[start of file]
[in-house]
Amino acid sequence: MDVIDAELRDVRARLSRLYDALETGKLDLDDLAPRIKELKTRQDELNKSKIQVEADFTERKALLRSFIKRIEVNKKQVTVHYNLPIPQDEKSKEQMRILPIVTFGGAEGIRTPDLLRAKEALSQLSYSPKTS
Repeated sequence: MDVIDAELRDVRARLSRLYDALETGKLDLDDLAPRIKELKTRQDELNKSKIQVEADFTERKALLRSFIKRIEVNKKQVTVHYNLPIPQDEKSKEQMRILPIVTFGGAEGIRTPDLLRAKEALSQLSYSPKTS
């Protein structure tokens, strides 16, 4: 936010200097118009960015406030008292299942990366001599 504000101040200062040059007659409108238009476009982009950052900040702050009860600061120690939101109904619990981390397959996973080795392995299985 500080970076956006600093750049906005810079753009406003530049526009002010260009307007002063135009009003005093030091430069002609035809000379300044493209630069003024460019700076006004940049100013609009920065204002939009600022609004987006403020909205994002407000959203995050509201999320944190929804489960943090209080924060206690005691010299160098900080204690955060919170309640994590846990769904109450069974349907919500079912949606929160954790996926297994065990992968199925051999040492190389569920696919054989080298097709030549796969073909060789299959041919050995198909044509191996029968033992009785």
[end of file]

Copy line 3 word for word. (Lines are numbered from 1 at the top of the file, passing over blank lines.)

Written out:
Repeated sequence: MDVIDAELRDVRARLSRLYDALETGKLDLDDLAPRIKELKTRQDELNKSKIQVEADFTERKALLRSFIKRIEVNKKQVTVHYNLPIPQDEKSKEQMRILPIVTFGGAEGIRTPDLLRAKEALSQLSYSPKTS